Also brightening the future of vascular surgery and our patients will be advances in the technology that will improve our treatments. This is particularly true with endovascular procedures because of their need for guidance within the vascular system. Glimpses of computerassisted three-dimensional device navigational tools are already appearing. So also are systems analogous to global positioning within the vascular tree. Radiation will not be required, thereby decreasing hazards to patients and operators. Advances in robotic guidance will also decrease radiation exposure and facilitate device placement. Computer-enhanced simulation will improve training and, when patient specific, will allow procedure planning and rehearsal, thereby improving patient outcomes. Three-dimensional printed models of lesions and blood vessels will contribute to these improvements.
Patient outcomes and the durability of endovascular treatments will also improve with better stent technology. This includes advances in bioresorbable and drugeluting stents. Similarly, the already promising results of drug-coated balloons will be enhanced. All these devices are complicated with many variable factors. The bottom line is that intimal hyperplasia will be overcome by antiproliferative drugs in all vascular beds once the best way of getting the best drug to the proper location is found. And finally, computer-enabled remote monitoring of flows within grafts and stents will allow corrective treatment before occlusion occurs. Miniaturized piezoelectric sensors are one way to do this.
All these promising new vascular devices and treatments need validation. Their value and cost effectiveness will have to be documented. This will create enormous research opportunities for all academically ambitious vascular surgeons.
So the future for vascular surgery, vascular surgeons, and their patients is bright. There will be exciting new treatments, good research opportunities, and lots of patients needing our attention. However, there are some challenges that vascular surgery must face. How well the specialty deals with these challenges will affect the brightness of its future.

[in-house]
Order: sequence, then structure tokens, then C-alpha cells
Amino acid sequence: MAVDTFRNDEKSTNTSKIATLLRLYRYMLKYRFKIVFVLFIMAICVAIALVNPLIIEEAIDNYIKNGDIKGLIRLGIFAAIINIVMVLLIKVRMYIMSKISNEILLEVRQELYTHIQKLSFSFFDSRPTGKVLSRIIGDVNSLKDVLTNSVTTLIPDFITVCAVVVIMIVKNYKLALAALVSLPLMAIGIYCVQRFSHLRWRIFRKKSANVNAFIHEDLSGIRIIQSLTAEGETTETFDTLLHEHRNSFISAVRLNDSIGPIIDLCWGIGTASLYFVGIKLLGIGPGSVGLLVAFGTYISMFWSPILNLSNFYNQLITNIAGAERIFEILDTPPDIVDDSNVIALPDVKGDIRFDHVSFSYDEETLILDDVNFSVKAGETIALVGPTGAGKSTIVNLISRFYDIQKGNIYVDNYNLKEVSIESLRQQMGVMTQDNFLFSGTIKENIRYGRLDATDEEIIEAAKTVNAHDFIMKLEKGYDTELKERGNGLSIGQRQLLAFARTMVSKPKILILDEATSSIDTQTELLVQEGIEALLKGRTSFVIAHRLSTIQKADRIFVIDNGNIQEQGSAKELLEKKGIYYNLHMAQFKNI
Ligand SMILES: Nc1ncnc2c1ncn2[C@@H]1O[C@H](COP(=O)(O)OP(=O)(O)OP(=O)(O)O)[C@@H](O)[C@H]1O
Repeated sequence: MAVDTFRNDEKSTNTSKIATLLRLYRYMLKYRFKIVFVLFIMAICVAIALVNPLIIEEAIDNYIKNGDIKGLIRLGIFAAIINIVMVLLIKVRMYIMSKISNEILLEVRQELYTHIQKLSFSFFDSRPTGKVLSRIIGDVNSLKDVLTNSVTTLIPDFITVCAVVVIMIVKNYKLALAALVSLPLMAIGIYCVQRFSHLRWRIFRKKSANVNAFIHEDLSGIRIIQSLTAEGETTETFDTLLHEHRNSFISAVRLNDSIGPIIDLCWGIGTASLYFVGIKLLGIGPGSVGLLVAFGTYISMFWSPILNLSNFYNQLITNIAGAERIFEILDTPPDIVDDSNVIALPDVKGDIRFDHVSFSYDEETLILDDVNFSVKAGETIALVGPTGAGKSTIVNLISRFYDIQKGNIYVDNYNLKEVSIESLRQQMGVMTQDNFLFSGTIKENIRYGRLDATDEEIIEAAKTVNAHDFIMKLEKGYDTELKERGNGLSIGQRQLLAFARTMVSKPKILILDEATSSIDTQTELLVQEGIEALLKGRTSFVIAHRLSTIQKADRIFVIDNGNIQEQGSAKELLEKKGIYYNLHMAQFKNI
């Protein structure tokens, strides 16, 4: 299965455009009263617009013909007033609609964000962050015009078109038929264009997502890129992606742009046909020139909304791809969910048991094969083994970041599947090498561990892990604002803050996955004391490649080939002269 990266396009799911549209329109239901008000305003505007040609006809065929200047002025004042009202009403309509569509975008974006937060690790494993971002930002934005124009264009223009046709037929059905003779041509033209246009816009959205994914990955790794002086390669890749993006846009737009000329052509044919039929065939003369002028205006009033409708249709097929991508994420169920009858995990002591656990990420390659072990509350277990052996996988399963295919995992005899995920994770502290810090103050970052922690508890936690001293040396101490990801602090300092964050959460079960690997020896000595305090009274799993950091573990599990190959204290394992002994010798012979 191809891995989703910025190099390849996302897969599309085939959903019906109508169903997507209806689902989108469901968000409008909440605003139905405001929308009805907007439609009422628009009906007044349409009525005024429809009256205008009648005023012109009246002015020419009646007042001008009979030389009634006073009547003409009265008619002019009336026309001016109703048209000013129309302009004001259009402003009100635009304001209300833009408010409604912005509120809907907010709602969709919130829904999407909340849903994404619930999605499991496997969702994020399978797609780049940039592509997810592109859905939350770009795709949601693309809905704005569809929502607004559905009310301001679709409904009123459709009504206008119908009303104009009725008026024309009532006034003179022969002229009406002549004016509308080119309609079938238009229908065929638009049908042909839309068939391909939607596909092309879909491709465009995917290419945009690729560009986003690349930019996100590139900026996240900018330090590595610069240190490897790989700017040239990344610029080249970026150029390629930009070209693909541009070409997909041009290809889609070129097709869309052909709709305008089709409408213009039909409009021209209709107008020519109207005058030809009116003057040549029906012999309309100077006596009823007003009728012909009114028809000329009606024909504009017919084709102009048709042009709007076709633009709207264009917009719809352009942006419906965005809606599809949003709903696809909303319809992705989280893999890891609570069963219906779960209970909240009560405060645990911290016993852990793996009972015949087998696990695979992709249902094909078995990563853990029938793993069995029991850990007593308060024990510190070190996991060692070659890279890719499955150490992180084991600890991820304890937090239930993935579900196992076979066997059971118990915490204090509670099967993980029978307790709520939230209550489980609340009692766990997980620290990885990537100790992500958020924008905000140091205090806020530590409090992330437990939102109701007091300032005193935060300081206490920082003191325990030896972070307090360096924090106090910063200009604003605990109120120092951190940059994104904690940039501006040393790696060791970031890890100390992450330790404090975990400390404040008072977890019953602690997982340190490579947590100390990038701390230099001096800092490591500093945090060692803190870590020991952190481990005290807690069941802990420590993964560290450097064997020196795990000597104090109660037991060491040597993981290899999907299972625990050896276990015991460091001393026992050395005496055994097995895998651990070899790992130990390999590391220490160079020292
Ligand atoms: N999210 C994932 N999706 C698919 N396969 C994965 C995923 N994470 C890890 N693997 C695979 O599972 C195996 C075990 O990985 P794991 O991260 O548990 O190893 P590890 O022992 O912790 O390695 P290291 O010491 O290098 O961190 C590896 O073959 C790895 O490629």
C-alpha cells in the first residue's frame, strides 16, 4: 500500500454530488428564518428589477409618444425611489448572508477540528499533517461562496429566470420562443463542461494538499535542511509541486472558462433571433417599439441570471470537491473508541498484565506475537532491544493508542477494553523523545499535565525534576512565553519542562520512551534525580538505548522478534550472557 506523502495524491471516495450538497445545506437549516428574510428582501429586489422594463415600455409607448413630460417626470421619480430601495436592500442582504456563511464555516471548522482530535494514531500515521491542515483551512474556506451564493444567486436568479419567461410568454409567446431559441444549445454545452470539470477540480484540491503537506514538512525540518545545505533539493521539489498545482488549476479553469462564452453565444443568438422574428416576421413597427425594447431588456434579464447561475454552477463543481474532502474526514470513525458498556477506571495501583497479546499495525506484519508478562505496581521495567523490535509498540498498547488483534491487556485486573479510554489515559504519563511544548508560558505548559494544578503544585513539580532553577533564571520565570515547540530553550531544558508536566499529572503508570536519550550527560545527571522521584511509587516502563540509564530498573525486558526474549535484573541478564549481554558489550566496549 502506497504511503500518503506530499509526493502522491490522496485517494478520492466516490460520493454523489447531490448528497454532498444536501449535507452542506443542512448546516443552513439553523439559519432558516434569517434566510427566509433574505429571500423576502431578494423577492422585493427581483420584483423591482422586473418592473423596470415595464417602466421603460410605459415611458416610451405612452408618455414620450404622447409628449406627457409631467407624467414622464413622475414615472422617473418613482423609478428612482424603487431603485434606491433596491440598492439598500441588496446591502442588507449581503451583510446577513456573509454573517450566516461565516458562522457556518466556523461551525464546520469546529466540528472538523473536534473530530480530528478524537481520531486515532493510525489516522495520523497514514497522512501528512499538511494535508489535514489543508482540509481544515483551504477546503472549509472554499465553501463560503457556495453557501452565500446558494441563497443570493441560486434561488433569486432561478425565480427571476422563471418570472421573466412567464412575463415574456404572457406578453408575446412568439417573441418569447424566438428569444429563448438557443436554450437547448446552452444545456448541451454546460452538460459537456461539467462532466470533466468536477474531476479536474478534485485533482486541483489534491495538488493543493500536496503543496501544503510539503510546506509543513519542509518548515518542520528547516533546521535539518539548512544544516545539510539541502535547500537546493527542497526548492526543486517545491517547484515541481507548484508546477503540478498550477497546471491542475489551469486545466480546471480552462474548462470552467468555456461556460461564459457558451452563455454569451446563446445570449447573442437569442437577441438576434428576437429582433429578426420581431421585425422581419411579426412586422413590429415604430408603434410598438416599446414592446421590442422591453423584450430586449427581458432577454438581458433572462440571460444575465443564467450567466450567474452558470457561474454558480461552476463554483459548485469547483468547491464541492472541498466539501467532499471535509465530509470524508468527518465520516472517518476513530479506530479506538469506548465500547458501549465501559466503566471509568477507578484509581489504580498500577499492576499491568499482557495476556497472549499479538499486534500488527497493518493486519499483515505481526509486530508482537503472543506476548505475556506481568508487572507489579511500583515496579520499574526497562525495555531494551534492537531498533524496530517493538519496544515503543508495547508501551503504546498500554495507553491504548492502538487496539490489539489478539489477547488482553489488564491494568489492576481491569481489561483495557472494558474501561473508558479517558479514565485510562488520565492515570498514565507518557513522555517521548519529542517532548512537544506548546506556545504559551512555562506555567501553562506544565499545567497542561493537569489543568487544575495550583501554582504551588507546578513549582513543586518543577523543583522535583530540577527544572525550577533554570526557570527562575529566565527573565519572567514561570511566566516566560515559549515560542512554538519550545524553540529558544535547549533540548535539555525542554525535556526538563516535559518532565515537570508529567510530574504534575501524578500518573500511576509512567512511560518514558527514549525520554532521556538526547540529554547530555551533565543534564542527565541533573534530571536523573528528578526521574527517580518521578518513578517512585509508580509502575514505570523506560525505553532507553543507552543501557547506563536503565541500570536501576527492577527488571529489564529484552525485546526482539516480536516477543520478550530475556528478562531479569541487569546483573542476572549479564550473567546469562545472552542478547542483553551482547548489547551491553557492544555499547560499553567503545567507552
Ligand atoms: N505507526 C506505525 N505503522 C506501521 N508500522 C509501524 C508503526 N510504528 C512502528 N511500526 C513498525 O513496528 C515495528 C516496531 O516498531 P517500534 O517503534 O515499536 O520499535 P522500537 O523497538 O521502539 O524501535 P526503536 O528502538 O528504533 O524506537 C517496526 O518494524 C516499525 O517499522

First is the current status of the u.s. health care system
We live in an imperfect world. We see it in our political leaders who are owned by special interests. We see it in many lawyers who want to translate every untoward effect or bad outcome into a compensatory judgment, with a large share for themselves. We see it in Wall Street and insurance companies that place profit above all else. And yes, we see it in our health care system, in which doctors are able to perform unnecessary procedures for financial gain.
The overuse of outpatient vein centers by those who are not even vascular specialists is only one example. More importantly, institutional leaders view everything through their prism of diagnosis-related groups, relative value units (RVUs), and dollars. Quality care and appropriate care are totally overshadowed by the need to generate money, and poor or unnecessary care is tolerated if providers bring in the patients, the RVUs, and the dollars. There is no easy solution, but clearly, we need an ethical revolution in our countryda return to old-style moral values and behavior. How to do this or how to solve other problems in the U.S. health care system are challenges beyond the scope of this discussion.
A second challenge is vascular surgery’s ability to compete with other specialties
Vascular surgery occupies a competitive niche in the medical environment. Like species in the Darwinian analogy, vascular surgery is competing with other specialties for the institutional resourcesdor the food and environmental nichedit needs to provide the best care and to survive. These resources include patients, equipment, space, and dollars.
For these essentials, vascular surgery competes, as it always has, with general and cardiac surgeons. General surgeons, however, have become less competitive, but cardiac surgeons have become more in need of work and, thus, more active beyond the heart and thoracic aorta as their open operations are replaced by coronary stents and transcatheter valves. More importantly, as vascular treatments become increasingly endovascular, vascular surgery will be competing with interventional radiology and, importantly, interventional cardiology. The last two specialties have both made contributions to the vascular field and deserve to share in it.
However, the competition with interventional cardiology is and will be intense. Cardiologists do a spectacular job caring for patients with heart disease. However, they also want to expand their role into noncardiac vascular disease, and they have enabling assets. Cardiologists control patients and have a financial incentive to refer to each other. They are capable and much more numerous than vascular surgeons, and they are vigorous in adding to their numbers and aggressively expanding their treatments to areas outside the heart. In fact, many of them have been heard to say publicly that they should replace vascular surgeons. Two exemplary direct quotes from leading cardiologists are: “Vascular surgery is dead, R.I.P.,” and “Vascular surgeons, bend over and kiss your butt good-bye.”